Johnassie Faber Quarqortoq, People in a Boat, 2006

John Tiktak, Mother and Child, 1961-63

The Stafford Collection of Inuit Sculpture

A recent donation of Inuit sculpture, the largest gift of Inuit art since the Harry Winrob Collection, fills important gaps in the WAG’s collection. The Stafford Collection consists of 121 sculptures mainly from the 1980s to the 2000s. Assembled over the past two decades, it includes works by such established artists as Osuitok Ipeelee, Davidee Atchealak, Aqjangajuk Shaa, Kiugak Ashoona, Luke Anowtalik, Nuna Parr, Lukta Qiatsuk, and Abraham Anghik Ruben.

Some of these later sculptures are considered signature works for the artists. Elegant caribou by Osuitok Ipeelee are among his best-known carvings and two fine examples were collected by Stafford. Also included in the donation are two of Davidee Atchealak’s animated polar bears, Kiugak Ashoona’s Natturalik theme, and lyrical pieces by Abraham Anghik Ruben in his characteristic medium of Brazilian soapstone. The collection also includes work by younger artists such as Tukiki Manomie, Adla Ashevak, Joseph Suqslak, and Toonoo Sharky. Stafford was also able to acquire earlier pieces from the 1960s and 1970s by deceased artists such as Karoo Ashevak, John Tiktak, John Pangnark, and Vital Makpaaq.

Robert (Bob) Stafford was born in Cornwall, England. His engineer father joined the Canadian Merchant Navy during the Second World War in 1943. The family emigrated to Canada in 1946 and settled in Hamilton, Ontario. Stafford began his career in the investment business in 1956, first in Kitchener and then in Toronto and Hamilton. In 1962 he was transferred to Winnipeg and later worked for BMO Nesbitt Burns. After 48 years, he is now retired.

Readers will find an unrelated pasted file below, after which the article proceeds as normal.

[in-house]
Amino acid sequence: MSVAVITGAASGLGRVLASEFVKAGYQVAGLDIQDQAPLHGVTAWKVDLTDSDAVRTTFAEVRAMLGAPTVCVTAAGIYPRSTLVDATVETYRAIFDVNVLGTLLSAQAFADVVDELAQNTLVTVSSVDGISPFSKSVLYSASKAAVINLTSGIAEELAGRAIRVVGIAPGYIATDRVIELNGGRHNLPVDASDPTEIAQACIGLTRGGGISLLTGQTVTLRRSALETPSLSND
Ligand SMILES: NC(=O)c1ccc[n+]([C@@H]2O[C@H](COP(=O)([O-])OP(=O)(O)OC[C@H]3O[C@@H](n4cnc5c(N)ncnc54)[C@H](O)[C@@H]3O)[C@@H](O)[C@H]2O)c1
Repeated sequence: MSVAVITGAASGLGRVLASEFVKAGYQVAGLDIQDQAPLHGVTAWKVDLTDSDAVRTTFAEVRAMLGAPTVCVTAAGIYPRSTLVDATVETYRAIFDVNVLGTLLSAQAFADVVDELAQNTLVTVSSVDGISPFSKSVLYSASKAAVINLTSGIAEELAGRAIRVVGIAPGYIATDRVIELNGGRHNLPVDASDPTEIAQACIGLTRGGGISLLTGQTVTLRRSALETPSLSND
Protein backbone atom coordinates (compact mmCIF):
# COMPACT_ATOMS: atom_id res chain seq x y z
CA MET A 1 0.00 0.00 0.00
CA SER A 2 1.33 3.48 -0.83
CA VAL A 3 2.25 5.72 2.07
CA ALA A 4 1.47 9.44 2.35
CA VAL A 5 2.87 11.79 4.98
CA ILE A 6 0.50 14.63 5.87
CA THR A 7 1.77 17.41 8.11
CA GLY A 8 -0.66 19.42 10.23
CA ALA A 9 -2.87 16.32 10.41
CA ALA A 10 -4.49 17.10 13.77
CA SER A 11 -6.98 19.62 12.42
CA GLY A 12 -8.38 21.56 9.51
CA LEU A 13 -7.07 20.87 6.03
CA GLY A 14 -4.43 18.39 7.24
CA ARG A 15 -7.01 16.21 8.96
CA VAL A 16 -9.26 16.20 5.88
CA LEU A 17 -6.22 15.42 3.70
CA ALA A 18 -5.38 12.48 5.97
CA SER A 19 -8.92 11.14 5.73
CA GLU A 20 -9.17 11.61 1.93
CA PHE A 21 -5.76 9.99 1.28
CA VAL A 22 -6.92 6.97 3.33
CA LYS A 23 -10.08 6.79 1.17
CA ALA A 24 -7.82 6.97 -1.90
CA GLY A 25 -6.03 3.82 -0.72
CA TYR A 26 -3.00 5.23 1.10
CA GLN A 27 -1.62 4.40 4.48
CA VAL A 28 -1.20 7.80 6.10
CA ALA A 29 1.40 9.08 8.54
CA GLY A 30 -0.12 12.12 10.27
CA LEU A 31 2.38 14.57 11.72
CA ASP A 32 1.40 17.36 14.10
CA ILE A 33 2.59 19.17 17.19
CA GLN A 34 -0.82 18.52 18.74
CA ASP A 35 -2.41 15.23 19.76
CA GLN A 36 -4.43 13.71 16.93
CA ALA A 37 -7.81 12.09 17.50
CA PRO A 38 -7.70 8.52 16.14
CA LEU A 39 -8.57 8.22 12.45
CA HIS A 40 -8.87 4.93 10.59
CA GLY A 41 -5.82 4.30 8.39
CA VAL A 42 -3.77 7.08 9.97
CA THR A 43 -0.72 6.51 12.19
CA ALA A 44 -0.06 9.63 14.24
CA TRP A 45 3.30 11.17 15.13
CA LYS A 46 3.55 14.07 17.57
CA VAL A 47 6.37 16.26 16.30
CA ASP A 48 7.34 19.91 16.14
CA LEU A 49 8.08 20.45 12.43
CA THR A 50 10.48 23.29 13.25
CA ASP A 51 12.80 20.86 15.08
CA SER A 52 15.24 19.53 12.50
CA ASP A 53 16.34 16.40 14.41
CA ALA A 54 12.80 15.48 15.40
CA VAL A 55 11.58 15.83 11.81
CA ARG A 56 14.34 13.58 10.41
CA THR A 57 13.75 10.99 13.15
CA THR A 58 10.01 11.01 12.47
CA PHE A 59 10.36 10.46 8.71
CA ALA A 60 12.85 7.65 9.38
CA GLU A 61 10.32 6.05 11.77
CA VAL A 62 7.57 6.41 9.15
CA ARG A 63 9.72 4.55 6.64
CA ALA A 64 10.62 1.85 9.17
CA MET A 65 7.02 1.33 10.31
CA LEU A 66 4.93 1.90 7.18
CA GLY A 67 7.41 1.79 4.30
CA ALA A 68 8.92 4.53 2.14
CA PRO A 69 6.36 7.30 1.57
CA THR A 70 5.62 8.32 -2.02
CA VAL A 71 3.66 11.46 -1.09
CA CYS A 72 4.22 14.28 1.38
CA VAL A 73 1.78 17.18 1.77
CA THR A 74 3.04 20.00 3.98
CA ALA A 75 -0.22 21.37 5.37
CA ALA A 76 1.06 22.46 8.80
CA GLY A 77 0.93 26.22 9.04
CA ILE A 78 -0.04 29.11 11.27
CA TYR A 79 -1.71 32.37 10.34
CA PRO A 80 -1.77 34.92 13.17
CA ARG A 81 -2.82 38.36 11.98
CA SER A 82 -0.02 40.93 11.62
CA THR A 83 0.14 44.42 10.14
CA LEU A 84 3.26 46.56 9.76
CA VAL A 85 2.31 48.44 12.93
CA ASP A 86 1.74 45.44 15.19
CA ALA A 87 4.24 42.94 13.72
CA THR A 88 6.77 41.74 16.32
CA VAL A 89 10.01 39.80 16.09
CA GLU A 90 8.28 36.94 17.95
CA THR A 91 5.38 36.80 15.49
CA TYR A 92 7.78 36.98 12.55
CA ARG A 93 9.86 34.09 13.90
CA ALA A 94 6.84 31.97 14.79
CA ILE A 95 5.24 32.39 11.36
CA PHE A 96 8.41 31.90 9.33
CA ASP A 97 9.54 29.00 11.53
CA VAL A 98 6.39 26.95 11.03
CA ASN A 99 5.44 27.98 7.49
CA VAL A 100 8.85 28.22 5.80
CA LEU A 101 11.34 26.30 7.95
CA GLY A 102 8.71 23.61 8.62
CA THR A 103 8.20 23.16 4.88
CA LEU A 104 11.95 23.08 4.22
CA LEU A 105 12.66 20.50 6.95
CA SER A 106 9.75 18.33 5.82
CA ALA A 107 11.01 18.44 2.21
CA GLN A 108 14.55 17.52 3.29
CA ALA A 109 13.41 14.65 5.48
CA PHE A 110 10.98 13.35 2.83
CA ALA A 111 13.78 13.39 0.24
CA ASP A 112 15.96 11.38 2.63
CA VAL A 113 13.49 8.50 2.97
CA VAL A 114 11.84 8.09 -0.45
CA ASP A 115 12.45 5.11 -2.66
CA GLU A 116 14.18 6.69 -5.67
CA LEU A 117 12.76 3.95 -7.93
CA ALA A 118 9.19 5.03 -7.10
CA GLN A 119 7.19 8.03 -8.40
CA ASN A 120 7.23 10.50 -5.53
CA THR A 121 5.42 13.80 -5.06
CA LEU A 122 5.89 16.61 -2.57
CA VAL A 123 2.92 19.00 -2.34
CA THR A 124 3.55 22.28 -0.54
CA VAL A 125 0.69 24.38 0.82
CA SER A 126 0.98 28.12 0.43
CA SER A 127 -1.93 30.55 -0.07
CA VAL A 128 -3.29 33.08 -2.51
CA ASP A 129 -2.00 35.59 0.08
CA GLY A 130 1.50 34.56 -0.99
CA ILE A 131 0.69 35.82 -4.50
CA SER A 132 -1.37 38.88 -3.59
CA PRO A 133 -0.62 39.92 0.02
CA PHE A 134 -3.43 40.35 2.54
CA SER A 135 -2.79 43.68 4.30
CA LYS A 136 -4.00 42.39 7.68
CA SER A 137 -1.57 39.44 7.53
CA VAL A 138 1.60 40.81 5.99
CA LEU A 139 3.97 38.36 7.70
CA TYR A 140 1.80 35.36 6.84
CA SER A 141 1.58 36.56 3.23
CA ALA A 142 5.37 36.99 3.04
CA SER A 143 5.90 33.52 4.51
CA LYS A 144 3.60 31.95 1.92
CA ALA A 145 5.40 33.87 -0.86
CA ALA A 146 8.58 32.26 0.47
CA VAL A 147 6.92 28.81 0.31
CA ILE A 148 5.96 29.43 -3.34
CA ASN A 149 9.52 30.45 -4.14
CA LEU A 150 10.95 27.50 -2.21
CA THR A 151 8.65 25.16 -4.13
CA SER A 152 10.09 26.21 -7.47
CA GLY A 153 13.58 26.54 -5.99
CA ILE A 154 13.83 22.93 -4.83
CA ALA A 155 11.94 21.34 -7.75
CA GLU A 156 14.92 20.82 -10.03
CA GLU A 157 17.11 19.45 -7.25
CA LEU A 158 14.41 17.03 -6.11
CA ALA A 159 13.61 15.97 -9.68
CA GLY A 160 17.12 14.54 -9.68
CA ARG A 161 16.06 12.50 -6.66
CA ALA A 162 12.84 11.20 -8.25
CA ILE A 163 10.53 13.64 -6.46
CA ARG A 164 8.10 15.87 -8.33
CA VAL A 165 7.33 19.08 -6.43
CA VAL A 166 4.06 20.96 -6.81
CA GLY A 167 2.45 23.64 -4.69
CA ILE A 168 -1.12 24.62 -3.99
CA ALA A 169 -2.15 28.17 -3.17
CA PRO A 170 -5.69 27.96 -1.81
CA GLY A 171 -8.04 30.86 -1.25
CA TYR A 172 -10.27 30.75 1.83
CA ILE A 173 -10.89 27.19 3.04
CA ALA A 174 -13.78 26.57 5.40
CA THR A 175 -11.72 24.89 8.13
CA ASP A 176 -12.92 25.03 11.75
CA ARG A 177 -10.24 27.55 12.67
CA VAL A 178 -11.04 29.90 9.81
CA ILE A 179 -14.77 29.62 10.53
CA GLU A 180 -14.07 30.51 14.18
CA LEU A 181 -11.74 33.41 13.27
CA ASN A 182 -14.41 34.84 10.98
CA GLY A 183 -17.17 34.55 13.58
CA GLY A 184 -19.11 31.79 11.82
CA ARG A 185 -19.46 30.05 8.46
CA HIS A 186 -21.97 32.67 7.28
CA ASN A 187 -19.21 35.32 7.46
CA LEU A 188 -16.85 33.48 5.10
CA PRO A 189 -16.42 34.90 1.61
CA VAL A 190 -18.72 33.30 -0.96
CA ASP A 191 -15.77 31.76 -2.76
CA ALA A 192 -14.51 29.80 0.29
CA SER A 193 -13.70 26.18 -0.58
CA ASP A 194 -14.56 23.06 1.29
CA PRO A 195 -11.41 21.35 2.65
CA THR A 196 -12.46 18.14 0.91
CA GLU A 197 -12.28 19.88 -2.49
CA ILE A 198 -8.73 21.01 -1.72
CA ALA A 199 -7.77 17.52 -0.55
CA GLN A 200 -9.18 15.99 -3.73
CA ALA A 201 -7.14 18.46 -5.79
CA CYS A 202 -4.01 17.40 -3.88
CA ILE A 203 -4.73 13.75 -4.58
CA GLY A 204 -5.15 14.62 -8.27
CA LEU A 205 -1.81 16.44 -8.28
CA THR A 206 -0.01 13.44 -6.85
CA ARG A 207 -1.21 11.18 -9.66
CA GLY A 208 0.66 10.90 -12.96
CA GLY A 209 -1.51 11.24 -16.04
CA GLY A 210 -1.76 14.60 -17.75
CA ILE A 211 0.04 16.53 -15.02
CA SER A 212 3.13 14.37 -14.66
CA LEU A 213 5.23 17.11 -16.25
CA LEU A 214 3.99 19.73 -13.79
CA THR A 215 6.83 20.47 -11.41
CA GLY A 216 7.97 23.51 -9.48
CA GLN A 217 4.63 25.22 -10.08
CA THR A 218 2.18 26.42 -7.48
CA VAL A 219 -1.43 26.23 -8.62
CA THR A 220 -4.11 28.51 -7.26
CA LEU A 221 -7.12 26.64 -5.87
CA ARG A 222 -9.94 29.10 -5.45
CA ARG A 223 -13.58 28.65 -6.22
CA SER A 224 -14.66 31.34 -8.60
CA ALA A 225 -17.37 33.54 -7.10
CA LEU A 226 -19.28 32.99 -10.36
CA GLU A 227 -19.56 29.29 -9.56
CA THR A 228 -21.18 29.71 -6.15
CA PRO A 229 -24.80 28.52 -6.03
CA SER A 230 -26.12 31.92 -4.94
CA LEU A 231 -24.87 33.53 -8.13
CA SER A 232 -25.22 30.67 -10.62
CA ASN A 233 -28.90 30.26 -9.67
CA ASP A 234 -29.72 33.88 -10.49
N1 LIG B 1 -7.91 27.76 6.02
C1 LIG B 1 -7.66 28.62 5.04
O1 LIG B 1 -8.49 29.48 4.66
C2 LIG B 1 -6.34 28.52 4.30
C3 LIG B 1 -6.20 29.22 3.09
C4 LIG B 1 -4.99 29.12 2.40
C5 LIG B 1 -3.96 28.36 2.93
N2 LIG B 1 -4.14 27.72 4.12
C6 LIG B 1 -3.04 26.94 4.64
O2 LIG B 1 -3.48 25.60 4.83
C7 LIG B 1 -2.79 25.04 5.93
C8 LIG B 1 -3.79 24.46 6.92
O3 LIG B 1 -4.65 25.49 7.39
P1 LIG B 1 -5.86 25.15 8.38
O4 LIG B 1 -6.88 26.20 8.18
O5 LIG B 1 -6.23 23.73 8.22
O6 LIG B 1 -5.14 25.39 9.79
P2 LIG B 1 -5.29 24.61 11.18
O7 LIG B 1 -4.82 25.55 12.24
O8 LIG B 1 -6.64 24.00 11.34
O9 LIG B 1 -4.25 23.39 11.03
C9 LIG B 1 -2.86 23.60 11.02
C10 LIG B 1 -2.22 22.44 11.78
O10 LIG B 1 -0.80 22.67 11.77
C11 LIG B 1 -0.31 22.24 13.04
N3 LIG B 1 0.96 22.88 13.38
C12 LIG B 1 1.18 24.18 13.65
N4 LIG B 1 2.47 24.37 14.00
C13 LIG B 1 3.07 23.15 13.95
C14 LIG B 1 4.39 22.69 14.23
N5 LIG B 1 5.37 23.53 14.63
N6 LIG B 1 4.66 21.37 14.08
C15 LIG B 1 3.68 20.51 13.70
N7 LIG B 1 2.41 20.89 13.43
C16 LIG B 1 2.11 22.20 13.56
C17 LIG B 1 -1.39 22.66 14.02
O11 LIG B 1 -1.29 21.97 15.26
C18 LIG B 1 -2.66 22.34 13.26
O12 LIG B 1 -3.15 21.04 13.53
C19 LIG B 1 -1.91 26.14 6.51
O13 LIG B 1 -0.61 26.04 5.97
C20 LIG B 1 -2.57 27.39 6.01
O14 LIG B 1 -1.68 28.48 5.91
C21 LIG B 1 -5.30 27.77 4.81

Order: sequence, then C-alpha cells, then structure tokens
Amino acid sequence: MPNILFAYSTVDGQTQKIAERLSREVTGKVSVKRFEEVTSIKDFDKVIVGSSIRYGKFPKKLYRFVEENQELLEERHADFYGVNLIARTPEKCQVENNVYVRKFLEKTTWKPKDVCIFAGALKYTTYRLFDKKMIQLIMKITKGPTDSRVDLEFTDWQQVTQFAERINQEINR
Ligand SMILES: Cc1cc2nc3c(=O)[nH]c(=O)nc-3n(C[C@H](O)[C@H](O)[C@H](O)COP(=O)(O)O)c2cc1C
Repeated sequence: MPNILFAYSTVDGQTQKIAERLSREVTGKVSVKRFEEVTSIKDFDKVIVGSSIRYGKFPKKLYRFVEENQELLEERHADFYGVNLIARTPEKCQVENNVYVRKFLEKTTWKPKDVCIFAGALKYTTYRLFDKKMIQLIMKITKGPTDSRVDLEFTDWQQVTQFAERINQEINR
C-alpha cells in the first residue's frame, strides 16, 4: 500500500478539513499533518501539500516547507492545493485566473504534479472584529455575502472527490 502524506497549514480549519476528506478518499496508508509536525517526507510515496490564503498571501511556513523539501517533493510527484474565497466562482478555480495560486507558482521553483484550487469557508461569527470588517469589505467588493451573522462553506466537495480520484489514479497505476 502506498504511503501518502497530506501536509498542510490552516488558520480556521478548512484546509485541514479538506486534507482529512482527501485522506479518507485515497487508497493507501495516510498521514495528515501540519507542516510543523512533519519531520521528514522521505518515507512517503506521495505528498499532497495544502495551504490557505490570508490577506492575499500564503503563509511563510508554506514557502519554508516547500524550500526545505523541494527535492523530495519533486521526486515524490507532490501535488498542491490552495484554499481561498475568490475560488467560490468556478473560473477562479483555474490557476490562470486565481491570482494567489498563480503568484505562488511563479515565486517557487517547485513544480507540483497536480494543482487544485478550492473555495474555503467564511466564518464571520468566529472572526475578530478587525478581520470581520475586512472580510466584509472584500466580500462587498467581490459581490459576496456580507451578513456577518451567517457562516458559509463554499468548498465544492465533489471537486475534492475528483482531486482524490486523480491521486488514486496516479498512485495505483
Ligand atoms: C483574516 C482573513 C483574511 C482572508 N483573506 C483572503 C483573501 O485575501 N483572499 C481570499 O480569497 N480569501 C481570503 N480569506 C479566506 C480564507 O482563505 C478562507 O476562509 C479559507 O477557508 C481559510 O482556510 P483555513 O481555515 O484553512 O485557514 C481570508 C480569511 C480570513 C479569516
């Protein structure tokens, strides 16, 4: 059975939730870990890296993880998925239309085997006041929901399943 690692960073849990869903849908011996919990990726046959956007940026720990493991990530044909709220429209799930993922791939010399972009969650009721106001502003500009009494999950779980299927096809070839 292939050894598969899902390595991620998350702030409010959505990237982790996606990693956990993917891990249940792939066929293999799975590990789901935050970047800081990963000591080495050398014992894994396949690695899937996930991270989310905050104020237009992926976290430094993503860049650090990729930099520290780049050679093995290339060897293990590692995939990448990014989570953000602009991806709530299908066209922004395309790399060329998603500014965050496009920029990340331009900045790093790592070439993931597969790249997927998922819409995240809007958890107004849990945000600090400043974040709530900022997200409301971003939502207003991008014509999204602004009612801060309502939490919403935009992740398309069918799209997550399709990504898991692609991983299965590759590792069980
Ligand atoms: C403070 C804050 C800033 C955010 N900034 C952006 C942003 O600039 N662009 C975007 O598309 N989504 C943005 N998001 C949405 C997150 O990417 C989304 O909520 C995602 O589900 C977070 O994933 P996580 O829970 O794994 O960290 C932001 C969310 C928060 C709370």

Bob Stafford and his wife Marlene began buying work by Winnipeg artists in the early 1970s and  soon broadened their collecting to include artists from other parts of Canada. Some of their favourites included Leo Mol, W.J. Phillips, Clarence Tillenius, Tony Tascona, and Robert Kost.

Stafford’s interest in Inuit sculpture began about twenty years ago when he purchased two small pieces from a neighborhood gallery. As he visited more galleries and auctions, it became more than a passing interest and Stafford now recognizes that he in fact “got carried away.” As he learned more about the art and artists, he focused his collecting on purchasing recent work by the most prominent sculptors. He met Inuit artists as he visited galleries and was fascinated by their creative ability to shape beautiful animals, human figures, and more mystical images from raw pieces of stone.

One of the highlights of Stafford’s collecting career was meeting Jerry Twomey, whose 4,000-piece sculpture collection was acquired by the WAG in 1971. The Staffords frequently spent winters in San Diego, California,and learned that Twomey lived nearby. The two men became friends until Twomey’s death in 2008 at the age of 93. Stafford has explained, “He was one of the most interesting and knowledgeable people I have ever met—especially about Inuit art. I learned much from him and truly miss his friendship and conversation.”

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